What we have to do is to make a match between Japanese fighter and a real strong fighter, not necessarily a villain, and a match for which the Japanese fan can have empathy like “I want you to defeat him”. 

Mr. Morishita has some interesting observations about Rickson's samurai spirit, versus Royce, that are interesting:

"Q: It is said that Rickson asks for a very high pay. Is it true?

Morishita: Yes, it is true. He asks not only for money, but also the environment and rules of the fight.

Q: Compared to other fighters, does he ask for an extraordinary money?

Morishita: Yes. But he is not worthy of it. It is a matter who he is going to fight with. He himself is not worthy at all [Translator's note: in other words, it depends on who Rickson is willing to fight]. However, the situation to ask for a high pay was set up around him. I want him to come into the ring with a hungrier spirit and a samurai spirit as he says, but I can’t feel it from him. I personally think that Royce is much better in this sense."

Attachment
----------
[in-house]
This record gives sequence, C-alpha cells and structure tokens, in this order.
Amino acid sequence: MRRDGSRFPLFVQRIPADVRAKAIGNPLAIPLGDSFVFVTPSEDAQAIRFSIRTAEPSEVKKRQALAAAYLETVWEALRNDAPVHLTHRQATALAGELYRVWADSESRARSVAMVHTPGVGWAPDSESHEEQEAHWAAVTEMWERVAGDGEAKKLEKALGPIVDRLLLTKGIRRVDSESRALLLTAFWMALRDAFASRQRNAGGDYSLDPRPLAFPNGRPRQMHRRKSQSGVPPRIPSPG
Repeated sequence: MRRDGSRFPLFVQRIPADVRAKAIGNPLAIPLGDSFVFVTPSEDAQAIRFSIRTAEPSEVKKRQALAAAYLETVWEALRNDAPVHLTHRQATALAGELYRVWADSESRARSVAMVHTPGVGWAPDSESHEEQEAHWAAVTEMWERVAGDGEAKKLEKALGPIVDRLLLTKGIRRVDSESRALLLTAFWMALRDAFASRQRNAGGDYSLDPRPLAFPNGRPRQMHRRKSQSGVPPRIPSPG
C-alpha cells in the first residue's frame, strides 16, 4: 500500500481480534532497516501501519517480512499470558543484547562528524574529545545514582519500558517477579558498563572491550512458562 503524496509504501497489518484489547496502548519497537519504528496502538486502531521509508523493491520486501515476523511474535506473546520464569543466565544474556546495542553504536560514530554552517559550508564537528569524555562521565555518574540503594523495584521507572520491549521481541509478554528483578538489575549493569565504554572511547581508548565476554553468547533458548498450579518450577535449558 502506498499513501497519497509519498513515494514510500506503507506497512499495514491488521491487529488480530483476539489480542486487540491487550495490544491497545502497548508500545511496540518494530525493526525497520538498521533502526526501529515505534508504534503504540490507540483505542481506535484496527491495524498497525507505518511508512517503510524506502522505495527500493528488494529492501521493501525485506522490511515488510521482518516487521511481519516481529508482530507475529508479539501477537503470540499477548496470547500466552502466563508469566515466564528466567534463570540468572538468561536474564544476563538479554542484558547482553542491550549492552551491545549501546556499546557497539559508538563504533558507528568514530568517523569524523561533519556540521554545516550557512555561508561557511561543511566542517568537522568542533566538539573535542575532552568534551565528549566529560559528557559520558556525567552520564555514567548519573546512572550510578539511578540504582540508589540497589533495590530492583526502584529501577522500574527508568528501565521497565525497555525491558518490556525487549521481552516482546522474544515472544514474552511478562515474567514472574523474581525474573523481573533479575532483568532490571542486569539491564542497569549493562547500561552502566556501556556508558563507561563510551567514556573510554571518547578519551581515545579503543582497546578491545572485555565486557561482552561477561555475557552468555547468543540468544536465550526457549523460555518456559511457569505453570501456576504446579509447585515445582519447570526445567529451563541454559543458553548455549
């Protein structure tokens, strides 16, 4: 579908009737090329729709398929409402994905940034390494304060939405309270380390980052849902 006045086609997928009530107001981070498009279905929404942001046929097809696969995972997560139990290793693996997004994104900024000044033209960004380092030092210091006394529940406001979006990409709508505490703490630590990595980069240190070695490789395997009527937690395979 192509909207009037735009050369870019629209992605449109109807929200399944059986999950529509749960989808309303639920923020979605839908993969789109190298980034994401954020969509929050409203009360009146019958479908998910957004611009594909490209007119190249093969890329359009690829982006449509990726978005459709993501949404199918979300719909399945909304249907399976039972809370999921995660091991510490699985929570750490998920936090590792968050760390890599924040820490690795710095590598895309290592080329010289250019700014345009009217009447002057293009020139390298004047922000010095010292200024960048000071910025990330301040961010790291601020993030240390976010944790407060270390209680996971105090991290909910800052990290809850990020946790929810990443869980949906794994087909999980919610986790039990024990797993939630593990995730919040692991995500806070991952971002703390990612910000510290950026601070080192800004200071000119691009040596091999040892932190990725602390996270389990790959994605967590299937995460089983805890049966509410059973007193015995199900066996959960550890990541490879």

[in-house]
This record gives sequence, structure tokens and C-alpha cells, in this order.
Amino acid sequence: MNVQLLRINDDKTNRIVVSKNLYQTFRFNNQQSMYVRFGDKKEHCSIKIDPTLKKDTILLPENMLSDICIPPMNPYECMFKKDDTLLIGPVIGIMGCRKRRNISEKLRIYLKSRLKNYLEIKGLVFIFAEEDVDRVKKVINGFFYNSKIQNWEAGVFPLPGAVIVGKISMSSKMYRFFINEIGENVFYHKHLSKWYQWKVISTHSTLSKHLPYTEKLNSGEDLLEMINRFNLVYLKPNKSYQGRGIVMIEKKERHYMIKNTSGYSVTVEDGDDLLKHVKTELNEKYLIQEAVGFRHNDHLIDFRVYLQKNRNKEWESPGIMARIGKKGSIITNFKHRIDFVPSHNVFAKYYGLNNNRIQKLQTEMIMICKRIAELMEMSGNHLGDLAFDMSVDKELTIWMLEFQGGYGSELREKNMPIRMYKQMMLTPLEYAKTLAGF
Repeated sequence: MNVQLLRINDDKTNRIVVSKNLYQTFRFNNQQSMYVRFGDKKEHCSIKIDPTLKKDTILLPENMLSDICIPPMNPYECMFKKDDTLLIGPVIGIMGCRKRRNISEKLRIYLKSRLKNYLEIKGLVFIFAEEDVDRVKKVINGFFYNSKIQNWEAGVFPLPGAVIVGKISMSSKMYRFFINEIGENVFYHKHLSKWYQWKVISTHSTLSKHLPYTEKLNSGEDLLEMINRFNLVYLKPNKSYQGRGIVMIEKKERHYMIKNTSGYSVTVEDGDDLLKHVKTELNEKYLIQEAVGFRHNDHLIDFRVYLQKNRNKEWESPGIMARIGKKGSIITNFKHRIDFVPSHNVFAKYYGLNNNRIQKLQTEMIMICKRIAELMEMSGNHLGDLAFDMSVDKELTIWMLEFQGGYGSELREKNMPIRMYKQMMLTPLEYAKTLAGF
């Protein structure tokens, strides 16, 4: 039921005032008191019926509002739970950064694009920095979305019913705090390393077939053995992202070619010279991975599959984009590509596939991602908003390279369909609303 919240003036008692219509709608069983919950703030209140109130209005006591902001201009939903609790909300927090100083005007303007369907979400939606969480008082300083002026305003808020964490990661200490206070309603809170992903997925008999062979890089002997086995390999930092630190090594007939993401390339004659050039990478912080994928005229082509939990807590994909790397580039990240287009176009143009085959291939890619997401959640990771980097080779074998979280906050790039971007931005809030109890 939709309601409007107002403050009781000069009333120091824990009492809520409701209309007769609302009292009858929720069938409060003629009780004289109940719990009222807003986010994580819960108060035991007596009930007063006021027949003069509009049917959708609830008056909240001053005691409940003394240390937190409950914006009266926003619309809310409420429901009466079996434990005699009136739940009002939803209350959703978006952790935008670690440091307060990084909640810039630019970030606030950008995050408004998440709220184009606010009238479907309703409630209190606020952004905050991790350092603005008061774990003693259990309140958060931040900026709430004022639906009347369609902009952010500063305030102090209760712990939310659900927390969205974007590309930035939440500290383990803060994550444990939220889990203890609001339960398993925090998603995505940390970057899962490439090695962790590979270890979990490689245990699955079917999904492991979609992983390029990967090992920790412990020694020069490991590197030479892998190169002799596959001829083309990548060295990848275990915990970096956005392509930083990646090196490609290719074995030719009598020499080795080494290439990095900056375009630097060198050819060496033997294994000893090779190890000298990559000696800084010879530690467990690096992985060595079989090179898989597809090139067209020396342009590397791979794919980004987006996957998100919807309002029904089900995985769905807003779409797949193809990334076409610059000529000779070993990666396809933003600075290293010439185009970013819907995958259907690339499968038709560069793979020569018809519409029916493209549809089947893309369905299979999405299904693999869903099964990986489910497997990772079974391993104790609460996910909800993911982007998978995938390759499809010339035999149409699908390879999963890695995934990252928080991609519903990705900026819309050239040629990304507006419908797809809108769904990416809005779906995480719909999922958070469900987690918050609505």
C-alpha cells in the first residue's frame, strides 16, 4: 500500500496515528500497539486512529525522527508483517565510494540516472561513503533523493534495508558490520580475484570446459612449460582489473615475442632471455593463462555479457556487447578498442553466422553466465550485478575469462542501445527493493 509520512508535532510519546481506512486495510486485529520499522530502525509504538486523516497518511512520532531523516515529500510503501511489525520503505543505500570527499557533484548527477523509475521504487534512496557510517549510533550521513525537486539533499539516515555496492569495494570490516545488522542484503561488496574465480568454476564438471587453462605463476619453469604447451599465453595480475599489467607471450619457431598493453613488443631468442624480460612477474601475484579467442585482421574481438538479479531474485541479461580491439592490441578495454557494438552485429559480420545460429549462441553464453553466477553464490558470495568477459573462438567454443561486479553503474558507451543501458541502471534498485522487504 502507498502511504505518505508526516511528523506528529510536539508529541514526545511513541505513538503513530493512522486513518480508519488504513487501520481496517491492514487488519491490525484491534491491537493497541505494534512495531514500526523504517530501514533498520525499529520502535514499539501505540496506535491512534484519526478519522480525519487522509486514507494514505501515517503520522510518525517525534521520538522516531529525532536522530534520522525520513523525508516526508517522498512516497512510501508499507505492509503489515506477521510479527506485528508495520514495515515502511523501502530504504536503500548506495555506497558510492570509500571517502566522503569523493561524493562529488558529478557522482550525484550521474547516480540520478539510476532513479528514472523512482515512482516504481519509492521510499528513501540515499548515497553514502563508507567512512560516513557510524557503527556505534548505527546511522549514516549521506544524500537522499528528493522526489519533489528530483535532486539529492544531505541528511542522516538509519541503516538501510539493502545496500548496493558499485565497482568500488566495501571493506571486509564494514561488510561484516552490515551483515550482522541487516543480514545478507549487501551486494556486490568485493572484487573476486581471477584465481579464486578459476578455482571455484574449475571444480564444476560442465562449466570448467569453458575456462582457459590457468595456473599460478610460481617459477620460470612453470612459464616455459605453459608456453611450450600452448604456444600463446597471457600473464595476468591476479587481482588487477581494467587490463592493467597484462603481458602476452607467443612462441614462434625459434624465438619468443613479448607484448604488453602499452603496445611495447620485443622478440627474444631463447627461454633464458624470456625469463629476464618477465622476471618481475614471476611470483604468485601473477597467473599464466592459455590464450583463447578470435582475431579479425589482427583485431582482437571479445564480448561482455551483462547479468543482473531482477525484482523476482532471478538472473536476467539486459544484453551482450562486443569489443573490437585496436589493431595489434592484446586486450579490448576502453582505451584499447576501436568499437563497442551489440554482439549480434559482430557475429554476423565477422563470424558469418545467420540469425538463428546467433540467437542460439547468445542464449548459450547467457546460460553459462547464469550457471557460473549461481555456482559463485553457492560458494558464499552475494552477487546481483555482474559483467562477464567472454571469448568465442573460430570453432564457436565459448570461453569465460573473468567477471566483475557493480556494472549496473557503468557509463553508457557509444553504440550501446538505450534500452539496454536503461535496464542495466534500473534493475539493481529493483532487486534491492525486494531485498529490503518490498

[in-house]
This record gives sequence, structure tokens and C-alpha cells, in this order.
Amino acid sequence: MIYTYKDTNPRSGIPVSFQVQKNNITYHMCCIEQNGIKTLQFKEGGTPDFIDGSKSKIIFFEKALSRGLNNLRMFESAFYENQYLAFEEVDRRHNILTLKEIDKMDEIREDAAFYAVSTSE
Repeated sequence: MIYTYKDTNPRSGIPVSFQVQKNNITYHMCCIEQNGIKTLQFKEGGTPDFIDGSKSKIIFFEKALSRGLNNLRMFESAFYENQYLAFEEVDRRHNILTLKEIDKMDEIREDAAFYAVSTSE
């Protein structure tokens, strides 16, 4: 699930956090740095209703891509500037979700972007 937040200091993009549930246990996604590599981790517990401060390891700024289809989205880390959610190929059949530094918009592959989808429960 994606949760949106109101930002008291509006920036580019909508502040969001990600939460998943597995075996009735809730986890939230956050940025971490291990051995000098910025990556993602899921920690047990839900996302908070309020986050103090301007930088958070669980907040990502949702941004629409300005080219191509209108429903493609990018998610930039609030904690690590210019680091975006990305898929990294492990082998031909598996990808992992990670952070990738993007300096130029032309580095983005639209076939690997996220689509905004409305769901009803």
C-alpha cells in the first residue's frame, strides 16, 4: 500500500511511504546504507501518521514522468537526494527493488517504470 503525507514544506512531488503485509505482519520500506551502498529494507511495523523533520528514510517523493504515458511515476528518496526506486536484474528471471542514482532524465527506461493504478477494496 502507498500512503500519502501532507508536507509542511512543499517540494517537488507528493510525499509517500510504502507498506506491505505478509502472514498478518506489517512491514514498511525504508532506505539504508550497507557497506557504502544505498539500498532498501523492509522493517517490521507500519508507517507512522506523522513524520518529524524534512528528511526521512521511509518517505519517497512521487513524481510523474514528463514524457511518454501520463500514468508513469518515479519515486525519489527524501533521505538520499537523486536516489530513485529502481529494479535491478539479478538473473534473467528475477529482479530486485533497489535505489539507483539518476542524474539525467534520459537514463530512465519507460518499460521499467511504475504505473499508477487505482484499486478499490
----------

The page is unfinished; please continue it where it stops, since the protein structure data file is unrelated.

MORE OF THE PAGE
Read full interview here.

 

4. Takada fought Mark Coleman, Mark Kerr, Rickson Gracie, and various others. Some observers suspected that some of his fights were "worked". The fans didn't care, they liked him. The promoters didn't care, the fans liked him. Yoshida is careful to avoid insulting him.

 

 

 

 

Go back to Part 1: The Gathering Storm

 

 

 

***For more interviews with Helio and Royce, see:

Helio 1994

Helio 2001

Helio 2002 (talks about Yoshida fight, Pedro Valente Jr., and Royce also add their 2 cents)

Royce 2001 (talks about Sakuraba and Wanderlei Silva)

Royce 2002 (talks about K-1 and Ray Sefo)

Royce 2002 (before fight with Yoshida. Also Mario Sperry offers exclusive prediction  about the outcome of the match)

*Thanks to veteran MMA translator Yoko Kondo [近藤洋子] for checking the translations and suggesting some improvements. Her translations of interviews with Helio Gracie, Sakuraba, Rickson Gracie, Caol Uno, and many more can be found here].

 

(c) 2016, Roberto Pedreira. All rights reserved.

 

GTR Publications

 

 

 

 

Choque 1, 3rd Edition (June 1, 2016)

 

 

 

Choque 3, 1961-1999

(Updated June 1, 2016)

 

 

 

 

Choque 2, 1950-1960 

 (Updated June 16, 2016)